Everyone Does It! How Self-Talk Helps
How you speak to yourself – aloud or silently – influences your emotional health, so choose your words wisely.
It might feel silly, but you’re not the only one who does it.
Everyone talks to themselves – typically inside our heads, and usually silently.
It’s that running dialog that gets us through the day: “Do this, go here, don’t forget that.”
But what if we’re talking to ourselves out loud?
Rather than a sign you’re “losing it,” having an audible dialog can be helpful, according to a study published in Quarterly Journal of Experimental Psychology. Researchers found that saying the name of an object aloud – “keys…keys…keys” – helped participants successfully locate that object.
It turns out that using a verbal label – “keys” – affected perceptual processing and made it easier for the eyes to find the object. This worked best when participants were seeking familiar objects. It was easier to find a “Coke” than a “Speed Stick,” meaning Speed Stick Deodorant.
So when you talk to yourself, should you call yourself by name?
At least one researcher says “Yes.”
In a study published in Scientific Reports, researchers had participants reflect silently on past painful experiences in the first person (“I”) and third person (“Mary”). Those who mentally spoke in the third person were better able to regulate their emotions than those who referred to themselves as “I.”
The researchers theorize that using the third person creates a bit of psychological distance from thoughts and feelings, allowing for more reasoned reflection.
What you say after your name also matters. Talking to yourself positively in the third person can provide a boost. Saying “Mary, you’re doing well. Keep going!” can reduce stress or anxiety.
Talking to yourself negatively – calling yourself stupid or lazy – plummets your self-worth and increases stress and anxiety.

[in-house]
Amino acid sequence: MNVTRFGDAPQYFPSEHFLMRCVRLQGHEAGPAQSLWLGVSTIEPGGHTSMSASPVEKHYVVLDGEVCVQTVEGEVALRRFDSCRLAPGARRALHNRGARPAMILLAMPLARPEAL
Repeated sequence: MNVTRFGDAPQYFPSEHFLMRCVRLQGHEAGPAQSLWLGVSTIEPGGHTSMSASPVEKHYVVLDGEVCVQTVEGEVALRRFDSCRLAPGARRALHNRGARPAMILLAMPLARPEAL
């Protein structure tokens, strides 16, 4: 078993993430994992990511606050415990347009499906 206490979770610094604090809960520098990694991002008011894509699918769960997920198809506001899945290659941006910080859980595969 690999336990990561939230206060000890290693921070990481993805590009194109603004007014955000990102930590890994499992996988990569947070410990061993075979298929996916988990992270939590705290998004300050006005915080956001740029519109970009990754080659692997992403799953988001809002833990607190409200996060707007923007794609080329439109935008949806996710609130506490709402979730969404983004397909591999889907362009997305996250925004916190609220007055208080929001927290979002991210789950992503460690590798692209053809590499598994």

Self-awareness and mindfulness are two key ways to identify and improve negative self-talk, which falls into three general categories: labeling (“I’m so stupid!”), catastrophizing (“I’m going to be fired!”) and overgeneralizing (“I always make mistakes!”).
By developing a self-awareness of these thinking patterns, you can cultivate mindfulness, learn to identify negative thoughts and begin to operate from within the present moment.
When you find yourself being your harshest critic and falling prey to these thinking patterns, try challenging that negative voice in these ways:
- Reality test it.
What evidence exists for this statement?
Are my thoughts just interpretations?
What is the truth?
- Find an alternative.
Is there another way to look at the situation?
What would I say about this if I were being positive?
- Gain some perspective.
What’s the best and worst thing that can happen?
What’s actually likely to happen?
Am I overreacting or labeling myself too harshly?
Say you’ve made a mistake. Your harsh inner voice might say, “Mary, that was really stupid.” Now try this positive approach: “Mary, everyone makes mistakes. By learning from this mistake, you are going to be better at your job.”
That’s taking the positive out of the negative – and just might help you find hope hidden in any situation.